In 2004, three years after “9/11”, local, state and federal US representatives met as part of a planning exercise to assess emergency disaster management abilities should a major hurricane strike the coastal areas of Louisiana. The exercise, named “Hurricane Pam”, considered the problems and response abilities should a Category 5 Hurricane strike. The representatives found multiple shortcomings. Communication infrastructure was poor. Transportation capacity compared to population needs was markedly limited. Health and rescue services were inadequate to handle anticipated human services. At the conclusion of the exercise, plans were devised and members accepted responsibilities in an effort to correct these deficiencies. However, a year later, when Hurricane Katrina struck, unfortunately not enough had been accomplished. Thousands of lives were lost or affected as a result of a lack of implementation. When the imagined crisis became a reality, preventative measures had been neglected, and the response to the catastrophe was far from acceptable.
While lives are rarely at stake for most organizations, a lack of preparedness and prevention is all too common. Maintenance of IT systems is ignored or neglected. Adoption of better technologies and tools does not happen due to financial costs or a lack of understanding. As a result, IT systems suffer more-frequent and more-significant problems over time, demanding immediate attention from IT personnel. In the process, business continuity is disrupted, revenues and customers are lost, and efforts are used inefficiently in attending to disaster management. Choosing to be proactive and adopt preventative measures is a simple solution that effectively minimizes these unwanted developments.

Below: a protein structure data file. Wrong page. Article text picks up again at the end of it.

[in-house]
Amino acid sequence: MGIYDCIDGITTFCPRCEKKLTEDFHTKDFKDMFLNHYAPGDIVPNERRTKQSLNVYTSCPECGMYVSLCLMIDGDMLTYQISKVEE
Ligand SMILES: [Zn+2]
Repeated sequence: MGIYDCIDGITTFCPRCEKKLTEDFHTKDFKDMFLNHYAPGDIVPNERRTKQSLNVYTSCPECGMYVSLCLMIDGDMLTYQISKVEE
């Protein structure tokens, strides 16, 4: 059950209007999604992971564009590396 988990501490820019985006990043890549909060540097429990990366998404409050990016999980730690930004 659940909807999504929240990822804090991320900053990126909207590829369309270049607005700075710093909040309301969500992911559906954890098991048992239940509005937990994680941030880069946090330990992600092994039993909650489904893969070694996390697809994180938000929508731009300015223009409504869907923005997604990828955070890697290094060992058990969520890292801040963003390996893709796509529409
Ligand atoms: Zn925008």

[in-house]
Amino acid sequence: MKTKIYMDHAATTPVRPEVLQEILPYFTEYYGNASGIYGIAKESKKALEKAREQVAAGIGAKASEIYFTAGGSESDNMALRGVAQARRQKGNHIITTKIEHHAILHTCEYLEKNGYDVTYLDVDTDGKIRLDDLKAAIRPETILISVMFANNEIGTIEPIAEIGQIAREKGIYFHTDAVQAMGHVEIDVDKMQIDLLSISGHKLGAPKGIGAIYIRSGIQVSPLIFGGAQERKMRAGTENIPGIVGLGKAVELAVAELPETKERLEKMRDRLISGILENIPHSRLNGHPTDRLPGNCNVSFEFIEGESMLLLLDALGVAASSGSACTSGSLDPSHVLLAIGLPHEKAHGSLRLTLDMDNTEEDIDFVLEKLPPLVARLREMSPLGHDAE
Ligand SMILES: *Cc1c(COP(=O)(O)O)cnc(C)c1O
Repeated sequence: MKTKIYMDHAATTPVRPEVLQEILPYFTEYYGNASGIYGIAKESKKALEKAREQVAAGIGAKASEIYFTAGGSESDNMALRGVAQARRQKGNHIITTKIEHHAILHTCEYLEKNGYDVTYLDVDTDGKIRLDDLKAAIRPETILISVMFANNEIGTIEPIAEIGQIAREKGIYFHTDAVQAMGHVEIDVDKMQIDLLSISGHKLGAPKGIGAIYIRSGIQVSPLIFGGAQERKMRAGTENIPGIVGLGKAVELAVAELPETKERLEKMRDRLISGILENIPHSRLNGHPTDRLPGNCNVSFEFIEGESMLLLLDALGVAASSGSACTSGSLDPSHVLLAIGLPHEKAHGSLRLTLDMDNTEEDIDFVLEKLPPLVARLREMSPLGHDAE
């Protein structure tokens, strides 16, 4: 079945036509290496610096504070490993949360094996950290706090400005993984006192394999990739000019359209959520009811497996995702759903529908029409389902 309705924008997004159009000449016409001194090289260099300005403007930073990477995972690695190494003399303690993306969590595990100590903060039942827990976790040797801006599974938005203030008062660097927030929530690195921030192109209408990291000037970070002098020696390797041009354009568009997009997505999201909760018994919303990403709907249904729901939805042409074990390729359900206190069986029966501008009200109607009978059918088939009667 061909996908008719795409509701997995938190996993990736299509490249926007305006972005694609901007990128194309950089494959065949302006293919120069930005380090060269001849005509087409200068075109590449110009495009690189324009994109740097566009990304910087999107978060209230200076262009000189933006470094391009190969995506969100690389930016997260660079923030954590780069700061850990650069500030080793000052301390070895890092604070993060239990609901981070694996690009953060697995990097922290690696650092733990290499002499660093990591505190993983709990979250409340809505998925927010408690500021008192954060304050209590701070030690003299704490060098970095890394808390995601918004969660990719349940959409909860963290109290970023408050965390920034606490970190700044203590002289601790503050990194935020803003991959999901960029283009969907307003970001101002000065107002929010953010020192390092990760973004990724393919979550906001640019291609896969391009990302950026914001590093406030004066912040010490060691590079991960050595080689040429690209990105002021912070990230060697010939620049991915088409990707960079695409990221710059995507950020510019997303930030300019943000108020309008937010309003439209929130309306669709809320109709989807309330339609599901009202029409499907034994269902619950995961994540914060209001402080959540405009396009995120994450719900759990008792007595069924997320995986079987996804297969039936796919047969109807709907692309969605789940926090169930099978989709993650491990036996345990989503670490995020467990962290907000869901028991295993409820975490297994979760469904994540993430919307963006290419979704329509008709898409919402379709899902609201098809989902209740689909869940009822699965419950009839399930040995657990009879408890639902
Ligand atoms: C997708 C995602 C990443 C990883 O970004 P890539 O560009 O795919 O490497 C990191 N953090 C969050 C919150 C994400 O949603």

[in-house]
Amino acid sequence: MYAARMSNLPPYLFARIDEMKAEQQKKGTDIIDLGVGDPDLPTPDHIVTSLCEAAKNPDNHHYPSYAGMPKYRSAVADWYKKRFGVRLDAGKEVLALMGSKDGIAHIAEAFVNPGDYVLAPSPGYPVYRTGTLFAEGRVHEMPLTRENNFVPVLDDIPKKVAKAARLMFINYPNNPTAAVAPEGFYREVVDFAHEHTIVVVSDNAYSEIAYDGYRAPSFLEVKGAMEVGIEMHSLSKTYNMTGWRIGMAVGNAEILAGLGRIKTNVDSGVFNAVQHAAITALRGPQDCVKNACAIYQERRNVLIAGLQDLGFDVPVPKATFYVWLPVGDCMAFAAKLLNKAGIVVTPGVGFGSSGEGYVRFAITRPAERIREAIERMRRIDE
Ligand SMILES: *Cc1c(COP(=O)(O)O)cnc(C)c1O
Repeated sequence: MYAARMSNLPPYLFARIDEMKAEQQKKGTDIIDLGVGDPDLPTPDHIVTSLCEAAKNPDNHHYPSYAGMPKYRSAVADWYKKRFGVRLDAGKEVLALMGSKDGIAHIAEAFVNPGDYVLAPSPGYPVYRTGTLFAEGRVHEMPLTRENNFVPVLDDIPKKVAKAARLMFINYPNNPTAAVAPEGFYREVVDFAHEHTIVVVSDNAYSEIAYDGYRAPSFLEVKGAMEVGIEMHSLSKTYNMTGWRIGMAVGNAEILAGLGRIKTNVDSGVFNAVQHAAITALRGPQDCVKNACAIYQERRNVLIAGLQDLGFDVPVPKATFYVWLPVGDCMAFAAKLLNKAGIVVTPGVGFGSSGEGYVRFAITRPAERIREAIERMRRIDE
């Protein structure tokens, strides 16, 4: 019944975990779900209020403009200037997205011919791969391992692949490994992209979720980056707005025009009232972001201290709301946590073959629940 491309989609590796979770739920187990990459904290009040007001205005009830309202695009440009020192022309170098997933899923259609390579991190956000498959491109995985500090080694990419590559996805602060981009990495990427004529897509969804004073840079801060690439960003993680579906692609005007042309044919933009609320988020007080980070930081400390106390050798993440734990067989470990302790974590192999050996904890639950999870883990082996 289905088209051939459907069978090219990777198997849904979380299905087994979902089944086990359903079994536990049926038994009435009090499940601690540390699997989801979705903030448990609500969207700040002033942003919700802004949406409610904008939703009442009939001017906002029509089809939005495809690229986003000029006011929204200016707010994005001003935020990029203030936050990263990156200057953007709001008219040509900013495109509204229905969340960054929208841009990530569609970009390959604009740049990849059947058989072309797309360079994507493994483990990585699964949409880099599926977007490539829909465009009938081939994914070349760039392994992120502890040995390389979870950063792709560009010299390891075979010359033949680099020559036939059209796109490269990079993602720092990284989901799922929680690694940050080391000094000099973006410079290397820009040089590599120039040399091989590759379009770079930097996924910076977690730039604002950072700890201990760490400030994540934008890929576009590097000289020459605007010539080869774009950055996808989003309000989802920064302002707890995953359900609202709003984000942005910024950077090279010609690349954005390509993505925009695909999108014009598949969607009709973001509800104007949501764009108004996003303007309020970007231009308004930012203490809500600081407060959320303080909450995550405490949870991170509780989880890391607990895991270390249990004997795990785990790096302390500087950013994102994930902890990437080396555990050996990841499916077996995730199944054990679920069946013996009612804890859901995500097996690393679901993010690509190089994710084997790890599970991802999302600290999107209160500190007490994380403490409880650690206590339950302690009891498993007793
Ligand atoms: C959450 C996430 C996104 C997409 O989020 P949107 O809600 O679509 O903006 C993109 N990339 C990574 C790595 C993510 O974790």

Information technology systems are a necessary component of organizations and businesses today. You need a smart approach to installing an effective IT infrastructure with proper technologies and tools as well as the importance of having the right IT professionals. Also, a commitment to ongoing monitoring of IT systems is mandatory if success is the goal in a competitive environment. Periodic assessments, oversight of project completions, alignment of goals between IT and the organization, and the development of an internal knowledge base are examples of this commitment. In this way, resource investments can be used wisely and most effectively.
Fireproofing your information technology system is no different than reducing risk in other areas of an organization. Organizations are always more productive and efficient when unnecessary stress is absent. For organizations that are in a cycle of putting out fire after fire, not only is productivity affected by interruptions in business continuity, but it is also hindered because of the stressful pressure of the situation. By being proactive within your organization, you can reduce the times of stress experienced and maximize the fluency of business operations. This does not require you to understand every single aspect of your IT system; it requires only open dialogue, good communications, and a commitment to establishing smart IT processes and procedures. With these attitudes in place, organizational success becomes more likely. After all, IT should be an asset, not a liability, for your organization. Stop running from fire to fire, and make the choice to invest in good IT practices.
For more information, see my book www.ITSurvivalGuideBook.com